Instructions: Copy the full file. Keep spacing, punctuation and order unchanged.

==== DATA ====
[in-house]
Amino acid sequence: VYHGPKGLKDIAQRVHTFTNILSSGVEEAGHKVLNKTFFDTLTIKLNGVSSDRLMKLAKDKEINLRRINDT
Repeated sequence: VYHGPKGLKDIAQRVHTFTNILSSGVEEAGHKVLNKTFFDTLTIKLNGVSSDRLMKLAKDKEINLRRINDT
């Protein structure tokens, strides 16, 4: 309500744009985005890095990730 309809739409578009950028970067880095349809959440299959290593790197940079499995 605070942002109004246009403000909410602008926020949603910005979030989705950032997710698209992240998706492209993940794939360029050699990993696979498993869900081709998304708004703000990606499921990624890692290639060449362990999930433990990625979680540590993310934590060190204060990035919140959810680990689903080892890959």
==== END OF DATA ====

[in-house]
Amino acid sequence: VYHGPKGLKDIAQRVHTFTNILSSGVEEAGHKVLNKTFFDTLTIKLNGVSSDRLMKLAKDKEINLRRINDT
Repeated sequence: VYHGPKGLKDIAQRVHTFTNILSSGVEEAGHKVLNKTFFDTLTIKLNGVSSDRLMKLAKDKEINLRRINDT
């Protein structure tokens, strides 16, 4: 309500744009985005890095990730 309809739409578009950028970067880095349809959440299959290593790197940079499995 605070942002109004246009403000909410602008926020949603910005979030989705950032997710698209992240998706492209993940794939360029050699990993696979498993869900081709998304708004703000990606499921990624890692290639060449362990999930433990990625979680540590993310934590060190204060990035919140959810680990689903080892890959």